Bidding began well into the six figures, but it wouldn’t take long for those large bidding increments to push the bids into the seven figures. By that time, the competition was already down to two buyers bidding live via telephone, and the auction hall began to fill again with people from adjacent rooms who couldn’t believe the bids they were hearing. Eyes got wider and wider and the numbers continued upward and Auctioneer Kevin Hogan came down from the podium to take the momentous bids. A pause between each bid was interrupted by gasps, cheers, and disbelieving laughter as the two rival bidder cards flew up again and again. It could’ve only taken a few minutes, but to those in attendance waiting on the edge of their seats for each new bid, time stopped. Hogan even broke the ice at $1.5 million dollars when he turned to the crowd to ask, “Does anyone else want in on the lot?” Cheers erupted when the bidding struck the $2 million mark, but the second prospective buyer could not make the required $2.1 million dollar bid. “Two point one million dollars going once! Two point one million dollars going twice! SOLD! For TWO MILLION DOLLARS!” With the whoops and hollers that were heard all throughout the hall, one would have thought everybody had won the armor! It was a tremendously exciting moment and it set the tone for the rest of the day.
Nobody wanted to come down from that excitement high! It was practically tangible and the room was electric with what they had just seen. That elation showed itself in the subsequent bids, especially during The Royal Hunt Collection of Imperial German hunting trophies. Each one seemed determined to outdo the last. The crown jewel of this regal collection was a massive red stag European mount from King Frederick William III on a spectacularly carved base. Housed in lot 1329, it was nearly the last of the collection offered on the day, and it was taken home for $69,000; well over its $20,000 estimate. Other offerings included a fantastic Red Stag full cap mount marked to Count Von Schlitz in lot 1331 estimated at $14,000, but won for $48,875, and lot 1326 which held two handsome Red Stag full cap mounts that bounded beyond their $7,000 estimate by selling for $31,625. Even to the very last semi-autos and Colt snake guns, the energy carried through the entire day.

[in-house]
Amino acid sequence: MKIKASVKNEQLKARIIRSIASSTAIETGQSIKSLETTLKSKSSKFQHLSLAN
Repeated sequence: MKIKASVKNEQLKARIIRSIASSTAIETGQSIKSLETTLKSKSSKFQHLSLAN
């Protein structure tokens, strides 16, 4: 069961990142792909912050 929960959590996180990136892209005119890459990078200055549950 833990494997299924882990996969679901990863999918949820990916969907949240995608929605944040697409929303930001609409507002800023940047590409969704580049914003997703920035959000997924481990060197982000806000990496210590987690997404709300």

Living up to Day Two is no easy task, but Day Three managed in its own special way via a number of remarkable antiques and historic items that some bidders had been waiting for all weekend. Their patience was short-lived, however, once the bidding started. Lot 3083 was a cased presentation sword that was surrendered after a pivotal naval battle in the War of 1812, and formerly displayed at the U.S. Naval Academy Museum. It struck true with a collector who paid no attention to its $45,000 estimate and gave $74,750 to place it in his collection. The very next lot, number 3084, was a cased, brass Dolland spyglass once belonging to George Washington was won for $40,250 by a live internet bidder who clearly felt the $15,000 estimate was modest. Day Three also held a section of the Royal Hunt Collection which was just as warmly received as Day Two’s selection, as was seen in a lot 3419’s gorgeous Red Stag cap mount marked to the Baron Von Esebeck that destroyed its $12,000 estimate by earning $57,500.
It may seem like all other sales in this auction were eclipsed by the incredible amount fetched by the Egyptian armor, but collectors should be extremely pleased with the results of this sale. Numerous genres experienced very positive returns, such as: Winchesters, Colts, German military arms, Colt snake guns, antiques, Lugers, and U.S. military arms. Strong results were required across the board to tally the nearly $15 million realized price for the auction. It was a wonderful auction that helped make an absolutely sensational year. It’s years like this that reflect very positively on firearms collecting in terms of participation and gun values. It was also a good sign for Rock Island Auction Company, which has now cemented its place as the world’s #1 firearms auction house for 12 consecutive years, and shows no signs of stopping.